Also during the afternoon, more than 100 persons
marched into LSA Dean Frank Rhodes' conference room to
demand that he reinstate Green. Rhodes refused.
Parity on the review committee was granted late yester-
day afternoon by the three -
faculty members of the com-
mittee, who met in private tos st guso s
tion,and the gosb oibing
discsand the possible rein-
statement of Green pending A .,

AP Photo
THE VICTORIOUS Oakland A's whoop it up after smashing the Detroit Tigers 2-1 yesterday. Vida Blue, left, is embraced by Blue Moon
Odom, back to camera, while Sal Bando, glove to face, and Gene Tenace rush off to Cincinnati for the World Series.

.Odom, Blue stifle

Tigers. 2-1;

Oakland captures AL Pennant

Special To The Daily

the sliding Jackson was in there.

By JIM ECKER The Oakland center fielder in-
DETROIT-The sun finally set jured his groin on the play. When
on the Detroit Tigers' 1972 season Oakland took the field in the bot-
yesterday afternoon. The baffling tom of the inning, the inexperi-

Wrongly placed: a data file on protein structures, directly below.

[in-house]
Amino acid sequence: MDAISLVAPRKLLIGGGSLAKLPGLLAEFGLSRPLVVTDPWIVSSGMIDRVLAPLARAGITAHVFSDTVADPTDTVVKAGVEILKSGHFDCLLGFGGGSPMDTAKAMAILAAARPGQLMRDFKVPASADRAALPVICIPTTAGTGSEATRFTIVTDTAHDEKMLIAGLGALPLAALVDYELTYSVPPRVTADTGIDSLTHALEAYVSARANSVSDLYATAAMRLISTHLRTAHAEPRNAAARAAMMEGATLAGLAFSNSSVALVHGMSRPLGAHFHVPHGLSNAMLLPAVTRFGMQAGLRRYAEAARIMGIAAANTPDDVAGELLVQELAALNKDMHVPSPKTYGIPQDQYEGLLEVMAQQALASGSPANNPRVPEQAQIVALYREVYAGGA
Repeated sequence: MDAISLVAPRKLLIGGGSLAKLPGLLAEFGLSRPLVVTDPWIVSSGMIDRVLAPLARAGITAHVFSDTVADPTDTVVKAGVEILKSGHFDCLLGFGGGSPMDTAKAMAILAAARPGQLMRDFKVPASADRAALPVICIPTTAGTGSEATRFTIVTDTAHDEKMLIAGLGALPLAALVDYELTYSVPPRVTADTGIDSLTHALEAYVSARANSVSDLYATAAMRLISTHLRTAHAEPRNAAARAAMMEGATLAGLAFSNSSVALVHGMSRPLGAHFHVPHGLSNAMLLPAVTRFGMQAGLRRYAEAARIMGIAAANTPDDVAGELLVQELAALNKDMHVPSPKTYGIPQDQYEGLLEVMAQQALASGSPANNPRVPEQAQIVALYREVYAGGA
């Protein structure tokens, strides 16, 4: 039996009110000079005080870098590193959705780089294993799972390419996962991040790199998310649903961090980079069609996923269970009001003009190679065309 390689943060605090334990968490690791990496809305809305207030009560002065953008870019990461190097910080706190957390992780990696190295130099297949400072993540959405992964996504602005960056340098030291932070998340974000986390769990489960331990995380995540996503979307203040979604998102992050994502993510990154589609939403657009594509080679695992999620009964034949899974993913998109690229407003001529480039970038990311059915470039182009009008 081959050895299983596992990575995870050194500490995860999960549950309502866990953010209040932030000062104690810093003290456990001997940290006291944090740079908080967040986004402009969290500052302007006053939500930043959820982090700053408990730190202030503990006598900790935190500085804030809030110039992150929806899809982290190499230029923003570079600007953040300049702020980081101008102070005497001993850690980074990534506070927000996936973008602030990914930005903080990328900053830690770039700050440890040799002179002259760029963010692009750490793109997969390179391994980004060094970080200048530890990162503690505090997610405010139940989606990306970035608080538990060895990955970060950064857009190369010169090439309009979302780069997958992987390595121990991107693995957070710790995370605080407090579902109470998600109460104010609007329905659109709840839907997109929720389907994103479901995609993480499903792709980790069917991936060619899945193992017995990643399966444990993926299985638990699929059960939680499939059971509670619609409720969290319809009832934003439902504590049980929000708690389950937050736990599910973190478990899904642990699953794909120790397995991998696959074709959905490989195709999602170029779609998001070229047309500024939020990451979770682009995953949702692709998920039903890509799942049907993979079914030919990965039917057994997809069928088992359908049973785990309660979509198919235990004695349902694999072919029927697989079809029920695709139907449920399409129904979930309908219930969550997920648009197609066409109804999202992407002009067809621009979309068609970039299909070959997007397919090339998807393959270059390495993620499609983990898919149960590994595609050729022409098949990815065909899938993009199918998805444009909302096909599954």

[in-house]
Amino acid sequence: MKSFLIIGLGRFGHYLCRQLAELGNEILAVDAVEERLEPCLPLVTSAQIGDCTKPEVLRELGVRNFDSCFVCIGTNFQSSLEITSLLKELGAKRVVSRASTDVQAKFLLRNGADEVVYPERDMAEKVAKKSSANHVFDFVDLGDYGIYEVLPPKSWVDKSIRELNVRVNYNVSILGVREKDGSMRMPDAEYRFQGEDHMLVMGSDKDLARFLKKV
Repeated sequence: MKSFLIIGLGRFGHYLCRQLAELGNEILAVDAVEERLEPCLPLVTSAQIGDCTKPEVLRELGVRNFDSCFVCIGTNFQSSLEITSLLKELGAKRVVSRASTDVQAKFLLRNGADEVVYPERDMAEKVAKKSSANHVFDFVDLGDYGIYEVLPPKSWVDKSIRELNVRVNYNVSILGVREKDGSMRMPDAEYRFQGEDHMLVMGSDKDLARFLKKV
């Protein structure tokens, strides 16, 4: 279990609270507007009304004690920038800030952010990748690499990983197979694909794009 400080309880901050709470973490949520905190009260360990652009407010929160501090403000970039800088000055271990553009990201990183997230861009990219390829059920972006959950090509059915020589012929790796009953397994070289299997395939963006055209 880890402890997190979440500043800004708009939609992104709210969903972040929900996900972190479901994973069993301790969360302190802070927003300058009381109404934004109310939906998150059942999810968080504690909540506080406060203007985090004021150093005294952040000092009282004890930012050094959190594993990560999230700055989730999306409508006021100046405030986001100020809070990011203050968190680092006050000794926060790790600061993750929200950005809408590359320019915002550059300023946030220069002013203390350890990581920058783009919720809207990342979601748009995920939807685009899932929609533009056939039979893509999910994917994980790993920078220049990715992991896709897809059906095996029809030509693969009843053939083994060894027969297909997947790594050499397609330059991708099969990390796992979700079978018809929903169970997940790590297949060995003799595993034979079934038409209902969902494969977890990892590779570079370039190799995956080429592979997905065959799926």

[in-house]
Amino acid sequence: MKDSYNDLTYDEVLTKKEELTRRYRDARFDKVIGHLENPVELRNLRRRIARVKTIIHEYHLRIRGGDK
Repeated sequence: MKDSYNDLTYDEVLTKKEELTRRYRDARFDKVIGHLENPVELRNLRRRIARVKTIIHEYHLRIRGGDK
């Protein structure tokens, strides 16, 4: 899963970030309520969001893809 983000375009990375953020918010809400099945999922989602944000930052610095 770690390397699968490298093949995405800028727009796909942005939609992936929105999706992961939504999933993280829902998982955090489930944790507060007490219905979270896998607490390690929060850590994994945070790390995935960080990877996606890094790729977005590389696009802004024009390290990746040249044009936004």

Bengals' failure to rally "one more enced George Hendrick had re-
time" resulted in an American placed the A's All-Star outfielder.
League championship for the Oak- He turned out to be more than a
land Athletics. defensive replacement.
IaCharley Finley's outfit nudged Hendrick led off thetfourth frame
the Tigers 2-1 in the decisive fifth with a bounder to short. McAuliffe,
game of their American League playing in place of the wounded
playoffs. Both squads performed -_-___-
below par under Detroit's chilly,
blustering skies. e "'"n t
Billy M artin's men broke from I1 RL1 R~
the gate in front, faded in the back
stretch, and never recovered.
In the first inning, a Dick Mc- ! A O T 0t
Auliffe single and a Duke Sims a o e t
walk placed runners on first and
second with one out. Oakland's W